The virus that causes COVID-19 can live on surfaces as well, although we now know the virus is not primarily spread this way. Touching something with the virus on it, then touching your mouth, nose or eyes before washing your hands can lead to acquiring COVID-19. Person-to-person spread is efficient when there is close contact. When engaging in sex try...   

  • Requiring your partner to thoroughly wash their hands with soap and warm water for 20 seconds or use hand sanitizer before contact.
  • Hooking up with a consensual partner or partners that you are already isolating with.
  • Minimizing the number of sexual partners, you have to decrease risk.  
  • Washing any sex toys that are used, both before and after sex as well as between partners.
  • Avoid touching your eyes, nose, or mouth as much as possible. 
  • Ask potential partners how they’re feeling; if they feel unwell, avoid sex. 
  • Do not hook up with people who have recently travelled. Folks who have recently traveled are considered very high risk and are legally required to self-quarantine. Failure to comply with a quarantine order may result in legal action, imprisonment or fines.
  • If you’re planning on hosting a sex party know that as of April 2021, gathering with people outside your home is not permitted outside of specific circumstances.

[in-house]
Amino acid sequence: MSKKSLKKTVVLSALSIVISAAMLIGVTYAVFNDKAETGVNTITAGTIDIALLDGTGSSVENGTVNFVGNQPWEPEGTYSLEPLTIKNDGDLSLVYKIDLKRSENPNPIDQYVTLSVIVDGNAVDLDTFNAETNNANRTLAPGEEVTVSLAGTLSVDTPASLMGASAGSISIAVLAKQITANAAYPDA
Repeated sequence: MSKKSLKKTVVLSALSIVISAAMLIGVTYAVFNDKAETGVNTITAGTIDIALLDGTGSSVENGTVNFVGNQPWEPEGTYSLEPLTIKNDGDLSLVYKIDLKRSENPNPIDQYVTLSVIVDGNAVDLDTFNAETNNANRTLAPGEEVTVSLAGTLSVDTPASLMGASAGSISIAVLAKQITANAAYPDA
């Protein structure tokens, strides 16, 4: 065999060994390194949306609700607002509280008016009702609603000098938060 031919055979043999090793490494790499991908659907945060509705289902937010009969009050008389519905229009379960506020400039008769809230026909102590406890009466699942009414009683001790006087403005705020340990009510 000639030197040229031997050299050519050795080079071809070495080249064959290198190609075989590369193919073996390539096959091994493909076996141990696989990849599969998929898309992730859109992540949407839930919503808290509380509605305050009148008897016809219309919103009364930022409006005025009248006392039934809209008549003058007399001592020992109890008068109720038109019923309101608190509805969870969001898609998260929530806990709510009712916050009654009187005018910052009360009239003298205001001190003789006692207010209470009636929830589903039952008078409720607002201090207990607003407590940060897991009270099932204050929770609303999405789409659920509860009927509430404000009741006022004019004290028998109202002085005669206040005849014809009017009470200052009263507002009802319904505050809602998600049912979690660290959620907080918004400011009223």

• If you do choose to meet up with someone, be prepared for the possibility that you may unknowingly get or give COVID-19 to others. Plan for a possible 14-day quarantine and ensure you are prepared (food, medications, etc.)
  • If you are experiencing symptoms (dry cough, fever, headache, sneezing, muscle aches), be prepared to let those whom you have recently hooked up with know so that they can self-quarantine.
  • For more information on STI testing and COVID-19 please visit our related page at 

 Go Fuck Yourself



Mask 4 Mask
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Non-medical face masks are mandatory on public transit, within businesses and in most indoor spaces in Toronto, Ontario.

Recently Toronto's city council voted to make non-medical masks and face coverings mandatory in indoor public spaces (such as hallways, elevators and laundry rooms) as well.

This is because masks are important tools in curbing the spread of COVID-19. They help to reduce the spread of respiratory droplets you produce when breathing, talking, coughing, or sneezing.

In summary, masks protect others from your own particles. Similarly, others wearing masks protect you from their particles. If you and others are wearing masks, it is the best way to protect each other from acquiring and spreading COVID-19.

Where can you buy one?

Masks are currently widely available in the GTA for purchase and at many different price points. In the Village, for instance, you can find affordable masks to buy at local LGBTQ2 businesses like Dudley's Hardware, Glad Day and Out on The Street, to name a few.

Using Correctly

Face masks must be worn over your nose, mouth and chin. Reusable cotton face coverings are ideal for lessening the environmental impact of mask wearing. However, single use surgical face masks and N95 masks are the most effective. Bandannas, clear plastic face shields and masks equipped with vents or valves are not recommended because they do not adequately block viral particles.

Before handling your mask, wash your hands, and do so again after removing it. Dispose of it properly and do not litter.